“It is believed that half of the world’s population has this infection. In developing countries, infection is common in children and affects more than 80 percent before age 50. In developed countries, such as the United States, infection in children is rare. In the United States, about 10 percent of those between 18 and 30 years of age and half of people over age 60 are infected.

    The route by which H. pylori infection occurs remains unknown. Person-to-person transmission of H. pylori through either fecal/oral or oral/oral exposure seems most likely.

    Severe, swift onset RA as a result of Lyme disease
    Current Meds: Biaxin (500mg BID), Tetracycline (500mg BID), Tirosint (88mcg), Liothyronine (10 mcg), Compounded Liposomal Artemisinin, LDN (3mg), Topical Progesterone,
    Current Supps: Curcumin, Bovine Colostrum, ALA. NAC, Milk Thistle, Super Liquid Folate/B12/B-Complex, Probiotics, Vit D3
    Supportive Measures: IV Myer's Cocktails, IV Glutathione, FIR Sauna, Gluten-free diet, Gym.

    #367508
    JohnnyMax
    Participant

    @Jan Lucinda1 wrote:

    Lack of stomach acid may be a cause for some, but for those older there is definitely too much acid.

    I think it is just the opposite of this. When you are younger and have signs of excessive stomach acid, ie reflux, it really is an excess and antacids are the appropriate remedy for temporary relief. Unfortunately as we age we lose the ability to produce HCL, so when you are older, it is more likely that the reflux and other signs of what appears to be an excess of stomach acid is actually hypochloryidia, a condition of low stomach acid, which has virtually the same symptoms of excessive acid. In cases such as this, while antacids may temporarily relieve the discomfort, in the long term it tends to make things worse. Certain supplements ie betaine hydrochloride and using apple cider vinegar actually help the condition by assisting a more complete digestive process and stopping the reflux and related issues.

    #367509
    enzed
    Participant

    @richie wrote:

    Hi–Having scleroderma you must approach reflux differently —scleroderma can damage the lower esophageal sphincter or commonly called “trapdoor”–if this valve is working properly it closes preventing acid from backing up –In many folks with scleroderma this trapdoor gets overgrown with collagen preventing it from closing and letting all the acid back up–Adding acid for a scleroderma patient is sure to yield damage to your esophagus over time –that is why so many people have real esophagus trouble requiring stretching or a boot inserted —A person with scleroderma MUST reduce the amount of acid in their stomach –Any doctor who is somewhat knowledgable about scleroderma will be certain to prescribe an anti-reflux med or PPI —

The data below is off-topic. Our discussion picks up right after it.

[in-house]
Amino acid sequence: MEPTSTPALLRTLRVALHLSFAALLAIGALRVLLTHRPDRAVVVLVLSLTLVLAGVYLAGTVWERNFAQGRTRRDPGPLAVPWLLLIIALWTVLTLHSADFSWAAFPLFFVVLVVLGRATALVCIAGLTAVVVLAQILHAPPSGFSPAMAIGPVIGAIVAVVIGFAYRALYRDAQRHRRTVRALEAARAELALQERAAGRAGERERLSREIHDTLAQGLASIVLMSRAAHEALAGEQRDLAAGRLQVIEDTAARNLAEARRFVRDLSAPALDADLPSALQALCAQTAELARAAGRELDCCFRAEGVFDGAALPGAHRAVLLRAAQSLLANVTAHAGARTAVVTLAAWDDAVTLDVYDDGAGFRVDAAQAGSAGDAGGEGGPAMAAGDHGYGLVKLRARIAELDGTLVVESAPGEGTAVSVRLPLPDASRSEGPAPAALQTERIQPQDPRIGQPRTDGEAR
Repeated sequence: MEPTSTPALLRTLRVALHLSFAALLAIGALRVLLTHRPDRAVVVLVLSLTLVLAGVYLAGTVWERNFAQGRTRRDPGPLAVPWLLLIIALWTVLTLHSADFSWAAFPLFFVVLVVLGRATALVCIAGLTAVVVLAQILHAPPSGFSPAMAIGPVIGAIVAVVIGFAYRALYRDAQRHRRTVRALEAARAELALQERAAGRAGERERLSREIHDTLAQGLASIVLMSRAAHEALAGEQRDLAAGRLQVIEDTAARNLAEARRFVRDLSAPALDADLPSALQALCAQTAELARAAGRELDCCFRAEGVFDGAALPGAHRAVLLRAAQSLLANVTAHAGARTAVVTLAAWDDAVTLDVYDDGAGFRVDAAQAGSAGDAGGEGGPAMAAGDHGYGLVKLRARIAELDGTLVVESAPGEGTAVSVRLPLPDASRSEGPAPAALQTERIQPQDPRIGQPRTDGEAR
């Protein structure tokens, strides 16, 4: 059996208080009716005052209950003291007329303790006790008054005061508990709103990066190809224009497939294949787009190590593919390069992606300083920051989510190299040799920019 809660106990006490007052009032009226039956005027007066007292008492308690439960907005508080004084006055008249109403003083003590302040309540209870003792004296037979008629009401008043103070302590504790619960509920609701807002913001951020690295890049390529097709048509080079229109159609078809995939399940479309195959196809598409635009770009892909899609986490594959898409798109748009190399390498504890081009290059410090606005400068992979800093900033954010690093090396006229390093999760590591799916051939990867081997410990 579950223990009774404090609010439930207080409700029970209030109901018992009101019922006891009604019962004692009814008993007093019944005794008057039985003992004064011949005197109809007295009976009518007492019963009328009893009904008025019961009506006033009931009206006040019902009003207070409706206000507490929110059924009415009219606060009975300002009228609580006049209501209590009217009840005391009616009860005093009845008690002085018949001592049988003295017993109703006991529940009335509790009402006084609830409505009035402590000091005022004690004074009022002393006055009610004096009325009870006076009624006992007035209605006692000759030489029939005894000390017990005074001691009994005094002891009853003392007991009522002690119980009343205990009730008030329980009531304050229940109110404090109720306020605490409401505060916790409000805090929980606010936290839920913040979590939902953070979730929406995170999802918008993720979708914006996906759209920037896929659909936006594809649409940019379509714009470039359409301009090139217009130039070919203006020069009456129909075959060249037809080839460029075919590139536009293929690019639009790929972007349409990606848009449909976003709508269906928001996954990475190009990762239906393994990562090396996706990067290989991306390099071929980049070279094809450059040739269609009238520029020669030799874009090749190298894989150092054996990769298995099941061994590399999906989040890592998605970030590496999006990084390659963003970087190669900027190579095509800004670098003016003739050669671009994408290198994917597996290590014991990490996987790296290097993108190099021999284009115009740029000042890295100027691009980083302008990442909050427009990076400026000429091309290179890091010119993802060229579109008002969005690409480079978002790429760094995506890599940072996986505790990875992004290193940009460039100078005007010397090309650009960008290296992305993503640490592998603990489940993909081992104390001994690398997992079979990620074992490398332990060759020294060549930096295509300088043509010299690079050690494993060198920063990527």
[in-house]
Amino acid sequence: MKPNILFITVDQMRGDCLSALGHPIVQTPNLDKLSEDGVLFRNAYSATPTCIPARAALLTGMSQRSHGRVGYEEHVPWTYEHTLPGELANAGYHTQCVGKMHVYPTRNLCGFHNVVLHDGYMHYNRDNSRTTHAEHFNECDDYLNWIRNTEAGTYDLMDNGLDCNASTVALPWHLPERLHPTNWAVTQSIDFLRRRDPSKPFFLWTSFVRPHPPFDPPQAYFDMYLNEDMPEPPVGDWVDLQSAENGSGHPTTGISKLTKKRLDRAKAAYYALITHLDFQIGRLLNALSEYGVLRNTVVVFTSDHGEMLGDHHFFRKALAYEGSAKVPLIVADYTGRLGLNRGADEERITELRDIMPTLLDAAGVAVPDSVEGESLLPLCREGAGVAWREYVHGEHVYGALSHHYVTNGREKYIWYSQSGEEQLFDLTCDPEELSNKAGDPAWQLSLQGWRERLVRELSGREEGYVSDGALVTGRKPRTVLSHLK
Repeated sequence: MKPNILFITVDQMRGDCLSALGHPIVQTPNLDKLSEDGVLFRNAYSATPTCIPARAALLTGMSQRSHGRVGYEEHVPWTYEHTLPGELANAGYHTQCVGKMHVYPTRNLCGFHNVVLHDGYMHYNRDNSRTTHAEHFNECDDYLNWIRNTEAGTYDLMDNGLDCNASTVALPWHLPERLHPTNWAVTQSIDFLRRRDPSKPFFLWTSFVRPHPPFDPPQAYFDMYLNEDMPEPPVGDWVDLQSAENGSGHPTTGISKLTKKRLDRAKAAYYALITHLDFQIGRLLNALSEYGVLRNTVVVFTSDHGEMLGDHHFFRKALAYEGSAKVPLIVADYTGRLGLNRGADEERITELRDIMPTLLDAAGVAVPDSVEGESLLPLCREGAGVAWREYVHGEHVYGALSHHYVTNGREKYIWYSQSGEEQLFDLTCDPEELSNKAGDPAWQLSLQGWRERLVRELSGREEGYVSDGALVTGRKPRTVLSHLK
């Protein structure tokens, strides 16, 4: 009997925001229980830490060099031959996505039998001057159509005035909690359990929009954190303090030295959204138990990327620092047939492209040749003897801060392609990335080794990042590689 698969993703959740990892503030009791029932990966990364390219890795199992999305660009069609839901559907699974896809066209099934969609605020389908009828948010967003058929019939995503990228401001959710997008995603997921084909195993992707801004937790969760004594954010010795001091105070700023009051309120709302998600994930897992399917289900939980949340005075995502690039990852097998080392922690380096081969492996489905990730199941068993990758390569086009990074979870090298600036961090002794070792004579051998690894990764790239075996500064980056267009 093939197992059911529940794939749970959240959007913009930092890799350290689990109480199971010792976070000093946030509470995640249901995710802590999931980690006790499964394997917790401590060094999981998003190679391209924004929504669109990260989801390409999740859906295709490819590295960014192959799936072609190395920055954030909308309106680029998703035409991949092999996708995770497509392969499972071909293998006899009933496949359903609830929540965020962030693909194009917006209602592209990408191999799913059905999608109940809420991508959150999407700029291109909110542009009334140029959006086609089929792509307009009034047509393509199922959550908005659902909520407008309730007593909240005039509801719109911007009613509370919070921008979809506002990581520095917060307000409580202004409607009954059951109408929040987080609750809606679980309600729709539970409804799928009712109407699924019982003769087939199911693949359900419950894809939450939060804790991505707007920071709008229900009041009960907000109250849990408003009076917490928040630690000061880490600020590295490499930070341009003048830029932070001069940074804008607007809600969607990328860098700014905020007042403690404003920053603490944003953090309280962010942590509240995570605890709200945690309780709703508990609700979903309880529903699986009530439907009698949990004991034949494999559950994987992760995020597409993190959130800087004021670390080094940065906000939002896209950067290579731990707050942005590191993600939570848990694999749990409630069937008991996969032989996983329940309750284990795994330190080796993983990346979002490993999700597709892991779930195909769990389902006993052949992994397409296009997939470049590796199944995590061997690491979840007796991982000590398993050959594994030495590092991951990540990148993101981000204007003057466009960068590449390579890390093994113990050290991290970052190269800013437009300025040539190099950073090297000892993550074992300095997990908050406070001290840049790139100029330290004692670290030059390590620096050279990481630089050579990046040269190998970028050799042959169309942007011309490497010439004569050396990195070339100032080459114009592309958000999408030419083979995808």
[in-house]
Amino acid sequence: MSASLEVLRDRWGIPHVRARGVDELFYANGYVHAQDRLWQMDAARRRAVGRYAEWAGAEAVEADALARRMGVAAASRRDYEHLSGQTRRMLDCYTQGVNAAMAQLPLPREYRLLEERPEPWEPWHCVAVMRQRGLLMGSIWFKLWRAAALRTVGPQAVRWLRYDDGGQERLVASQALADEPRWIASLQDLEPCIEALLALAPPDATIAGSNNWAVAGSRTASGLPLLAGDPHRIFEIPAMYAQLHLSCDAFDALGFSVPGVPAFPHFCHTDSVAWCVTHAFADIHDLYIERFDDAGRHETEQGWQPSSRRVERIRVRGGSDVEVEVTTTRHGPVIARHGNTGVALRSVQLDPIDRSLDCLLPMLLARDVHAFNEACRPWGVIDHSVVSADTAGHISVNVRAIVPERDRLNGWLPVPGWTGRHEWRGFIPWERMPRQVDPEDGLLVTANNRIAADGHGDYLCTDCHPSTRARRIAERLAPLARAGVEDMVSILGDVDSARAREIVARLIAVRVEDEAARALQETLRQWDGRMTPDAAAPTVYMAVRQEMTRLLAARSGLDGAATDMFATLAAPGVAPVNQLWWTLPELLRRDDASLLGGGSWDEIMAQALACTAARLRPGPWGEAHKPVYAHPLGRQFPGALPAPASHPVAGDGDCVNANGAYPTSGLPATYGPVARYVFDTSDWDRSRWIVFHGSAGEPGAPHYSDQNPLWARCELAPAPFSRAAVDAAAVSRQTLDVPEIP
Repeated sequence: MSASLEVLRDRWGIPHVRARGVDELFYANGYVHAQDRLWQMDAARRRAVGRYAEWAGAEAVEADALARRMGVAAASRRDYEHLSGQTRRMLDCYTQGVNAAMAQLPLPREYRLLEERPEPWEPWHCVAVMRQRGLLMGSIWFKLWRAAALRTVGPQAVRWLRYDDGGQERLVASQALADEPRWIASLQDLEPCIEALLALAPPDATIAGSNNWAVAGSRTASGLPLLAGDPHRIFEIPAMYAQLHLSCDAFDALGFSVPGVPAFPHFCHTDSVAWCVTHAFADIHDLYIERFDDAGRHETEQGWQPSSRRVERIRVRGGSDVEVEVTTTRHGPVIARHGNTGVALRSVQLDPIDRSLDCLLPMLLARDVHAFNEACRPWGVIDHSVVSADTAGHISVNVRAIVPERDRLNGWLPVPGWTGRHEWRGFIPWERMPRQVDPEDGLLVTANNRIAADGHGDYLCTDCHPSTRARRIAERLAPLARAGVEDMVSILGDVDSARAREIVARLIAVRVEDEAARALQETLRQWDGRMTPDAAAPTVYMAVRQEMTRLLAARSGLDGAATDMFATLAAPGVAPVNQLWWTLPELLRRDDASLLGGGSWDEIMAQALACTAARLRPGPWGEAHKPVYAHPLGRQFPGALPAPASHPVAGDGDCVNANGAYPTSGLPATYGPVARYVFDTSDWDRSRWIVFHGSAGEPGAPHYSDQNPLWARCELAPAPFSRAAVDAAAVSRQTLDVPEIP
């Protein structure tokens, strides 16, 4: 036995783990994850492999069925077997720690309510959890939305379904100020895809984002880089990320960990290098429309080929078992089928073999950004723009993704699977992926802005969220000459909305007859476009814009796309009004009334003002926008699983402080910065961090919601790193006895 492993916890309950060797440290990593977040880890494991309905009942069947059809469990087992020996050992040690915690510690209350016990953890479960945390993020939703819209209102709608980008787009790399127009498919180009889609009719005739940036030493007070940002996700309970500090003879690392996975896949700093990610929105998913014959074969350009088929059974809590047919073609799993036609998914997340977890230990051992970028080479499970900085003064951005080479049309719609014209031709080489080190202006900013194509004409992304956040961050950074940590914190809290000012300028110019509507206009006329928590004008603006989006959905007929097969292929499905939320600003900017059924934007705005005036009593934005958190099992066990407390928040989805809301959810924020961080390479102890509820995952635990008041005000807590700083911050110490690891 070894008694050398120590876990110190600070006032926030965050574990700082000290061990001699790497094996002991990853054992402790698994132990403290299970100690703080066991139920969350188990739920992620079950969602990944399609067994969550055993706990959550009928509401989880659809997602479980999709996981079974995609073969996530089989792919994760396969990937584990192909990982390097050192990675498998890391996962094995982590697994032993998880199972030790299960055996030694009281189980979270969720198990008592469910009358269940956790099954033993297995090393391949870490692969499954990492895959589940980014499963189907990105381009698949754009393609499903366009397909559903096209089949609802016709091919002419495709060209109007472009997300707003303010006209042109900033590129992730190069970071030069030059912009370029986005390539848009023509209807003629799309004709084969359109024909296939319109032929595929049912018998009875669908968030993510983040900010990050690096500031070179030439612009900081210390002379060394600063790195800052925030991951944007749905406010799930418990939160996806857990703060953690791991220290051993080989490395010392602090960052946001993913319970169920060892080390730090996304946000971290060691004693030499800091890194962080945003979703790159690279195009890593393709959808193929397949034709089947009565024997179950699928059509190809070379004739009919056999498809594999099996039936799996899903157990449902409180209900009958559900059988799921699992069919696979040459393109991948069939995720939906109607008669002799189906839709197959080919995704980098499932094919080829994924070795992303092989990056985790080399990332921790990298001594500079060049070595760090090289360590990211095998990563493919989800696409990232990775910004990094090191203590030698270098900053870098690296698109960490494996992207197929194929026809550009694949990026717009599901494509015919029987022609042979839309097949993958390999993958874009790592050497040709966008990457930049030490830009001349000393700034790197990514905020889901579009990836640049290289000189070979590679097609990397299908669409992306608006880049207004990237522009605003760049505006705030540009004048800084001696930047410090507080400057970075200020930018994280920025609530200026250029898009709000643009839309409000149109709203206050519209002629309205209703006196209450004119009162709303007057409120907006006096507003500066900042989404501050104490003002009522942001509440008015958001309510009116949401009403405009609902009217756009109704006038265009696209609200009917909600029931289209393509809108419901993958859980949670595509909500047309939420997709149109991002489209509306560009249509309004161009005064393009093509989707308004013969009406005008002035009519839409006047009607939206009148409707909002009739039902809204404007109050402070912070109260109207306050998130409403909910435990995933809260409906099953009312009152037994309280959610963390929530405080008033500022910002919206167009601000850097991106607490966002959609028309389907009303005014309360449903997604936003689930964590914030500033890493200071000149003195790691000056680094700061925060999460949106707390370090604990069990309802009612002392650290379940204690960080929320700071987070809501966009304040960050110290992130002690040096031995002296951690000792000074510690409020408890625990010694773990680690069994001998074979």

richie

    Hi Richie,
    Just this week I have had a significant reduction of skin thickening that was prominent on one side of my face. This has happened after just 3 weeks since switching from Mino to Doxy. Skin thickening on the backs of both hands is significantly less also. From your information, it seems likely that a reduction in collagen will also be happening internally, so the esophageal ‘trapdoor’ should be improving too. I sure hope so!

    #367510
    jelretiredmama
    Participant

    Hi all

    Can’t help but want to share my experience re acid reflux. Again, I state – my experience / my situation. I was experiencing some acid reflux after being diagnosed with SD. However, I also did the little test (on the advice of my ND) to determine whether I had too much or too little stomach acid. Turns out I had very little stomach acid. Too much or too little produces similar symptoms, so I would caution everyone when deciding on appropriate treatment / medication. I started taking HCL Betaine with Pepsin with great results. Have been doing so for over a year now and have been able to reduce dosage to maybe one per day with the evening meal.

    Best wishes!

    #367511
    Rosey UK
    Participant

    I take bicarbonate of soda. I make a glass up of large half a tsp in a tumbler of water or one tsp in pint glass o water. When I have acid I sip a few sips and it balances my pH levels. Ita the best. I still have my prescription Ranatadine twice a day.

Viewing 15 posts - 1 through 15 (of 17 total)

You must be logged in to reply to this topic.